pin it!When i was a kid I wanted to live on a boat or an RV. My dad used to take me to boat shows where my brother and I would crawl in and out of every crevice of the tricked out custom interiors. I distinctly remember being 7 years old at a boat show, hanging out in a dim, snug, well ventilated crawl space with a tiny gnome door and a mattress on the floor. I could have stayed there forever and literally dreamed about that nook for years.
Boat shows are like space planning heaven to me. On a boat, every component flips up, drops down, doubles as a bed, and has hidden storage. My fascination with tiny homes on wheels/water turned into a fascination with small space living.
I could live here forever. No joke.
pin it!Scandinavian style yacht? Yes, please!
My first Brooklyn bedroom was roughly 12’x20′ which is HUGE by NYC standards. I even had my own bathroom and laundry in the building. So fancy. I put work into trying to make it pretty but ultimately I didn’t have enough storage so the room was always a mess. I came to the conclusion that I was one of those people who needs a designated spot for everything or I will never put anything back.
At the time, I was working on an office makeover for Tyra Banks where I met a furniture designer/builder named Mark. We were chatting about life in Brooklyn and I mentioned that I was considering downsizing from my huge room in Clinton Hill to something more affordable. It just so happened that his upstairs neighbor was about to move out. The mention of a “tiny room” piqued my interest so I got the landlord’s info and went to check it out.
The room was rough around the edges, but had no major issues, which was perfect. I decided right away that I wanted to take the place and managed to finagle a 6 week window where I would come in after work and on weekends to fix up the place. I was determined to make this tiny room fancy yet functional so I started pulling inspiration images from magazines (mostly Domino…cutest mag ever, I miss it) and these two pages were the tearsheets that influenced me the most. I’m glad I saved them after all these years.
I decided on black, white, brown wood, with a touch of brass as my palette. Timeless and classy IMO. In comparison to these rooms, I’d say that my style is a little more “global eclectic.” I love gaudy crosses, Moorish tiles, statues of Buddha and multi-armed Hindu deities. So yea, like French castle guest room meets antique market in Bali…for a secret girly girl who hates girly things and color. Yea.
Every secretly fancy girl has to have a regal, disproportionately large bed. I fancied the Louis bed the most but I was poor at the time and had no idea if it was even possible to get European designed furniture to my neck of the woods. I studied wood sculpture in college and had an itch to make some 3D sculpture anyway, so I decided to build a Louis bed replica. Initially, I assumed a full sized bed with canopy frame would eat up the whole room, but realized later that I would have about 12″ of space to the right of the bed that would be perfect for shelving. I saved my mad-scientist sketches from this project. I love revisiting my art sketches and marveling at how bad my handwriting has gotten over the years.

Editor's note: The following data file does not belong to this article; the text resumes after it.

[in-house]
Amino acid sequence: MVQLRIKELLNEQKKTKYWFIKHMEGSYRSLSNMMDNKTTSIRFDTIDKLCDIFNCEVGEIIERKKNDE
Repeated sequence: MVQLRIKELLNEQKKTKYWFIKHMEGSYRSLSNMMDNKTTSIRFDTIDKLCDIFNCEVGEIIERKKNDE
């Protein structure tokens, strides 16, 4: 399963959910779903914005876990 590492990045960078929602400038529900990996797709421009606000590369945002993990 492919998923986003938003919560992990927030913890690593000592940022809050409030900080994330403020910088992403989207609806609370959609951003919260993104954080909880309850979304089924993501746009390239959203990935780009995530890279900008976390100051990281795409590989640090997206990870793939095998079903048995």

pin it!I built the bed, built-in shelf, console, headboard and shoe shelf from scratch.
I don’t have any photos of me actually building because I did everything by myself and just didn’t have my act together to document it properly. In a nutshell, it was a BEAST of a project. I didn’t have a car. I didn’t have any tools with me at the time. I basically hired sketchy guys with vans to shuttle me back and fourth between Home Depot and the house, and I cut all the wood propped up on two folding chairs with a $30 Black and Decker jigsaw. I had to patch the walls, ceiling, and trim and probably inhaled a huge amount of spackle and saw dust. I made a TON of noise cutting the curvy shapes and nailing all those furniture tacs into the shelving. My neighbors must have HATED me.
This is the closest thing I have to a “during” photo. After days of agonizing over color options, I settled on chalky white walls, a dark semi-gloss navy for the bed, and what I call “old man mustard” for the ceiling which is for some unexplainable reason my favorite color that’s not related to black or white. The room was coming together and the right side looked great with the built-in shelves, but the left side was really unbalanced, so I made a headboard/sideboard and mounted it to the left wall.
Also, a chandelier was desperately needed. Unfortunately, the original light fixture was not centered on anything (neither the window, nor the bed, nor the room). It was also a pull-chain fixture with which I had no experience and didn’t want to get electrocuted. I wound up splurging on a Craigslist electrician who charged me $250 to move the box and install my newly obtained vintage chandelier from the Brooklyn Flea which is conveniently located 2 blocks from my house. It seems secure; I’m pretty sure I won’t be impaled in my sleep.
It’s odd that I never posted a full set of pics on the blog, but there they are!
pin it!By this point, the room has gotten some press. It started with a feature in Apartment Therapy’s Big Book of Small Spaces, and since then it’s been in Design Bureau magazine and on a bunch of blogs. Youtube has a web series called Tiny Eclectic Amazing Spaces and they recently stopped by to shoot a little interview. Awkward!